Never be­fore has the city wit­nessed such break­down of gov­ern­ment and law en­force­ment. Given the wide­spread and mul­ti­fac­eted vi­o­lence, the fear of Karachi be­com­ing an­other Beirut is not al­to­gether far-fetched.

For sure some of the prob­lems of Karachi are rooted in its fast-chang­ing de­mo­graphic pro­file. Ac­cord­ing to some es­ti­mates, close to a mil­lion peo­ple are added to its pop­u­la­tion each year, mak­ing Karachi the fastest-grow­ing city in the world. The mas­sive in­flux of im­mi­grants from the north­west in re­cent years has sig­nif­i­cantly changed the eth­nic bal­ance in the city re­in­forc­ing parochial pol­i­tics.

The tug of war be­tween the ANP and MQM is a man­i­fes­ta­tion of the city’s new de­mo­graphic re­al­ity and en­su­ing po­lit­i­cal dy­nam­ics. It is a bat­tle for con­trol of Pak­istan’s big­gest city. The power strug­gle has taken a vi­o­lent turn ow­ing to their al­leged pa­tron­age of crim­i­nal el­e­ments in­volved in land grab­bing, arms smug­gling and ex­tor­tion.

Ac­cord­ing to some stud­ies, more than 200 well-armed crim­i­nal gangs with po­lit­i­cal pa­tron­age are oper­at­ing in Karachi earn­ing it the du­bi­ous rep­u­ta­tion as one of the most vi­o­lent cities in the world.

What has made the sit­u­a­tion more dan­ger­ous is the in­abil­ity of the gov­ern­ment to crack down on the per­pe­tra­tors, many of whom are said to come from within the ranks of the coali­tion part­ners. The PPP, which heads the coali­tion gov­ern­ment in the prov­ince, is also al­legedly pa­tro­n­is­ing some of the crim­i­nal gangs to ex­pand its po­lit­i­cal base in the city, caus­ing the vi­o­lence to es­ca­late. It is an un­prece­dented sit­u­a­tion where the rul­ing par­ties them­selves are seen as the per­pe­tra­tors of the blood­bath. The turf bat­tle has left thou­sands of peo­ple dead over the past four years. The on­go­ing proxy bat­tles among coali­tion part­ners have paral­ysed the lo­cal ad­min­is­tra­tion and law-en­force­ment agen­cies.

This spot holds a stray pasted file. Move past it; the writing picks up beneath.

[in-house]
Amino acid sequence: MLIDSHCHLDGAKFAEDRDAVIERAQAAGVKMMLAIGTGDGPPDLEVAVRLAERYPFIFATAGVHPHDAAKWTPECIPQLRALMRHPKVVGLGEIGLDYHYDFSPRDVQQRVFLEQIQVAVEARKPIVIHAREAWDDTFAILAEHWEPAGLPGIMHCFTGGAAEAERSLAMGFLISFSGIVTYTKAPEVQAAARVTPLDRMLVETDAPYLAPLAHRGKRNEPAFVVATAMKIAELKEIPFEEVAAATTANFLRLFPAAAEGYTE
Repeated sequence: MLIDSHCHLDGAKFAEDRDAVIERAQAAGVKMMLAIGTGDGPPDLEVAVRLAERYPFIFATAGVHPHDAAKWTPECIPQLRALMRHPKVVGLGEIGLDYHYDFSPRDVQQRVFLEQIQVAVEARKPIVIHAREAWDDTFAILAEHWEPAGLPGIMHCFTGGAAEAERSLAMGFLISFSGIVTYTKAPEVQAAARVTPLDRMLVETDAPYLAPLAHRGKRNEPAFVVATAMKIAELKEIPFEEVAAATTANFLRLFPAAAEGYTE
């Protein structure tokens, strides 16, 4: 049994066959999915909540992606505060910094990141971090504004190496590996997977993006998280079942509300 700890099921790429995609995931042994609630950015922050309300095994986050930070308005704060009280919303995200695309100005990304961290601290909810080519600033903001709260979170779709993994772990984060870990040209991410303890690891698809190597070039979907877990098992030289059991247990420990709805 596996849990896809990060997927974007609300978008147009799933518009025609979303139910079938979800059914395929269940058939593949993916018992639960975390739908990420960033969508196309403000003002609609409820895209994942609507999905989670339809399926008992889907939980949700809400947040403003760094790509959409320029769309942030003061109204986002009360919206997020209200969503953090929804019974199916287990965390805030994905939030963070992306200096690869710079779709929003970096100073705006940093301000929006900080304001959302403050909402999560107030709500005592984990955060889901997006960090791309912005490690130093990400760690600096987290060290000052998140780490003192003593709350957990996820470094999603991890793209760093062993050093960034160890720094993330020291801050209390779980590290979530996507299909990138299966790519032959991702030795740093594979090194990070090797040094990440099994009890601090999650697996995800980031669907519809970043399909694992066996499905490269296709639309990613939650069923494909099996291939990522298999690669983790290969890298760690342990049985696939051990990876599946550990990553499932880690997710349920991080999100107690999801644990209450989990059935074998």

Even if ar­rested, most of the per­pe­tra­tors of tar­geted killings and ex­tor­tion go free due to the pres­sure ex­erted by their pa­trons in the coali­tion gov­ern­ment.

The politi­ci­sa­tion of law-en­force­ment agen­cies has com­pro­mised their pro­fes­sion­al­ism, ren­der­ing them pli­ant and in­ef­fec­tive. At least 40 per cent of the Karachi po­lice force has re­port­edly been re­cruited on po­lit­i­cal grounds rather than on merit. Many mem­bers are said to have a crim­i­nal record. The politi­ci­sa­tion of po­lice has be­come more pro­nounced af­ter the Sindh gov­ern­ment re­pealed the Po­lice Or­der of 2002, giv­ing pow­ers of trans­fer and ap­point­ment of se­nior of­fi­cers to the pro­vin­cial gov­ern­ment.

Now it has be­come much eas­ier for the rul­ing par­ties to get po­lice of­fi­cers of their choice posted in their con­stituen­cies to pro­tect their il­le­gal ac­tiv­i­ties. Fear of reper­cus­sions is a strong fac­tor con­tribut­ing to pro­fes­sional po­lice of­fi­cers not be­ing proac­tive in crack­ing down on po­lit­i­cally con­nected crim­i­nals. They can­not be blamed for main­tain­ing a low pro­file af­ter what hap­pened to the of­fi­cers who were in­volved in the 1995 op­er­a­tions. Al­most all of them were bru­tally mur­dered.